Brutal Alpine sack details released as Otmar Szafnauer dishes the dirt

Michelle Foster
Otmar Szafnauer on the grid with Alan Permane and Ciaron Pilbeam. Australia April 2023

Alpine team boss Otmar Szafnauer on the grid with Alan Permane and Ciaron Pilbeam. Australia April 2023

Six months after his axing, Otmar Szafnauer isn’t holding back in his criticism of Alpine’s higher-ups, revealing they blatantly told him “we don’t have time for this”.

As the Romanian gears up for a potential return to the F1 paddock with Michael Andretti’s Andretti Cadillac, if of course they’re accepted as the sport’s 11th team, Szafnauer isn’t holding back in his criticism of his former bosses.

The 59-year-old, along with Alpine stalwart Alan Permane, was axed on the eve of last year’s Belgian Grand Prix, given just one last race on the pit wall before packing his bags.

Otmar Szafnauer talked progress, but Alpine bosses didn’t agree

That came as a surprise, as while Permane had put in some 30-plus years with the Enstone outfit, Szafnauer was recruited only in February 2022.

Although the team’s higher-ups, at the time led by Laurent Rossi, spoke of a 100-Grand Prix success plan; 36 races after he joined the French squad, Szafnauer was given the boot.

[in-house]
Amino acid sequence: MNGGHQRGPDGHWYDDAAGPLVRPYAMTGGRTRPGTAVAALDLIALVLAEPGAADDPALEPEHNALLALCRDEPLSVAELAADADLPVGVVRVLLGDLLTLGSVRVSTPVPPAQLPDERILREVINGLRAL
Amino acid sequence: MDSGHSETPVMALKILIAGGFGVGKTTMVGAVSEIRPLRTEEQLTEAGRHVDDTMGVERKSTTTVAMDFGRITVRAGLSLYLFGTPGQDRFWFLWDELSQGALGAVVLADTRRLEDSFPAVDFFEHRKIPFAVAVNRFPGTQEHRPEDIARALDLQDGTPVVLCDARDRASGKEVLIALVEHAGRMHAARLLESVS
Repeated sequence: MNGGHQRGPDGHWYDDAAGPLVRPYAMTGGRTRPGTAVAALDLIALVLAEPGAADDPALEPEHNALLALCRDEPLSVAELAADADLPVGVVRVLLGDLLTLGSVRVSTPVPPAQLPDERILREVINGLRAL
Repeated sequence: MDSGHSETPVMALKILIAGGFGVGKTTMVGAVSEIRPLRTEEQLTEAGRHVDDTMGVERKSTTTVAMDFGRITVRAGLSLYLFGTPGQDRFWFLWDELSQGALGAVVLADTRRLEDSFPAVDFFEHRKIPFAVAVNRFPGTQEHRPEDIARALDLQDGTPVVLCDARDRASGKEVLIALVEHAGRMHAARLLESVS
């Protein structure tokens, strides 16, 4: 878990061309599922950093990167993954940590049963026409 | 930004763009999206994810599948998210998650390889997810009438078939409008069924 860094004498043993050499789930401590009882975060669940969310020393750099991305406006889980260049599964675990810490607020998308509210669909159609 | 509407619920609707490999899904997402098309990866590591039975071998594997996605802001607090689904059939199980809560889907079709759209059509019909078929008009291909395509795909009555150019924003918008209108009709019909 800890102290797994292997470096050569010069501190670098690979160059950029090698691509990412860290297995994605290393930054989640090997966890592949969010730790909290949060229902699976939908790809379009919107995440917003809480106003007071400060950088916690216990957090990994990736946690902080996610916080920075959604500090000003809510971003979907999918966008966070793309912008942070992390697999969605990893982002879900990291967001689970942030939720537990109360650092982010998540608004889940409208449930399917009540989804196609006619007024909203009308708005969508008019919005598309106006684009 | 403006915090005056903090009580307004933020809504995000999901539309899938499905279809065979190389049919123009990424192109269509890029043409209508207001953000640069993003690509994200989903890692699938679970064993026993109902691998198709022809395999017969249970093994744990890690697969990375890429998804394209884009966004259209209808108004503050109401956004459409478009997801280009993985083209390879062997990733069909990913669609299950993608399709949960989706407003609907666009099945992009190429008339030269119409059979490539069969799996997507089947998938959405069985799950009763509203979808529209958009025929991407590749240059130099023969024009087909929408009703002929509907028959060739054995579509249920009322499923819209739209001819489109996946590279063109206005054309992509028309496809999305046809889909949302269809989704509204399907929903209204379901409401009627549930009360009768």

He has now revealed “disagreements” with Alpine’s top brass that led to his 10-day notice period.

“This may sound egotistical but I believe I was doing a good job at Alpine and that I was making the right changes,” he told Motor Sport Magazine.

“I have seen new team leaders make changes for the sake of change, they want to show the owners that they are doing something, making changes for the better.

“The problem is they often don’t understand the changes they’re making. When you walk into a situation like Alpine you first have to get a deep understanding of what you have, what’s good, and what needs changing, but you cannot do that overnight.

“Alpine’s senior bosses wanted success faster than was possible. I told them what was possible, and they said they didn’t have time for that.

“It seems they don’t understand that it takes time to change a culture, to get new skill sets where we didn’t have them. They simply don’t have the technical ability they need. recommends

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“When I got there I told them they needed this stuff and some new people. When you start recruiting you are lucky to get anyone within a year because of their multi-year contracts. And, of course, you need to offer them something they don’t have, like more responsibility.

“I told Alpine I was making progress but their response was always ‘we don’t have time for this.’ That was the cause of our disagreement and I was given less than 10 days warning of their decision that led to my departure at the Belgian GP.”

Szafnauer was replaced by vice president of Alpine Motorsport Bruno Famin who will continue as the F1 team’s principal for the 2024 season.

Szafnauer has been linked to a return to the paddock with Andretti while Permane has been snapped by Red Bull’s junior team, VCARB.

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